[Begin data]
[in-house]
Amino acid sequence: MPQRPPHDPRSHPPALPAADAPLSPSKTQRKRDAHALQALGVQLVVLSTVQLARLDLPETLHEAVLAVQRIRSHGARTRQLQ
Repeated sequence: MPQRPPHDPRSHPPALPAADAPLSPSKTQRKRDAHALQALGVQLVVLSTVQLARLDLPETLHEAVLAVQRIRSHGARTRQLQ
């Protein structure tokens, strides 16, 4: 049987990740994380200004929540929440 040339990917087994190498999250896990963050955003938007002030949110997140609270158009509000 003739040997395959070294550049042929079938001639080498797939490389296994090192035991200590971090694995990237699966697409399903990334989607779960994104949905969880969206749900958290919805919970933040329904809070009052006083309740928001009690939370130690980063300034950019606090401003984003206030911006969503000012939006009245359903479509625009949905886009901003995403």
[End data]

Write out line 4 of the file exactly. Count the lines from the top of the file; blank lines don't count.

């Protein structure tokens, strides 16, 4: 049987990740994380200004929540929440 040339990917087994190498999250896990963050955003938007002030949110997140609270158009509000 003739040997395959070294550049042929079938001639080498797939490389296994090192035991200590971090694995990237699966697409399903990334989607779960994104949905969880969206749900958290919805919970933040329904809070009052006083309740928001009690939370130690980063300034950019606090401003984003206030911006969503000012939006009245359903479509625009949905886009901003995403």